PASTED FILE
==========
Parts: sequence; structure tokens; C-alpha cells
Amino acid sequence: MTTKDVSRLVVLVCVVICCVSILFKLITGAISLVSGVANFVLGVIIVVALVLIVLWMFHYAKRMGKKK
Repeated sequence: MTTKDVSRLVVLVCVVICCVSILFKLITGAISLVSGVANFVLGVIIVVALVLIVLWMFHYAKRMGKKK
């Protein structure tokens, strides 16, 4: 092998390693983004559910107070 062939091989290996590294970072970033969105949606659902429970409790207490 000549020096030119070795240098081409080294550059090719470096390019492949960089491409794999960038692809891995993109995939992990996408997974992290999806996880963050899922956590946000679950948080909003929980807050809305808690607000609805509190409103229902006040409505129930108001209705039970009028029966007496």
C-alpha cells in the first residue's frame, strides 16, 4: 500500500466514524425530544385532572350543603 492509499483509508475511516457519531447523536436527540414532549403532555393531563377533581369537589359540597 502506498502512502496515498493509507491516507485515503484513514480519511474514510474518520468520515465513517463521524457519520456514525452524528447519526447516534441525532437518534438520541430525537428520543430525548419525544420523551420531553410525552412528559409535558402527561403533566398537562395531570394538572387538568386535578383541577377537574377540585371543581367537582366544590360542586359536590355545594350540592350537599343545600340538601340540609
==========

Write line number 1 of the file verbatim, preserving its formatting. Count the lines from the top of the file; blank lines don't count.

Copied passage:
Parts: sequence; structure tokens; C-alpha cells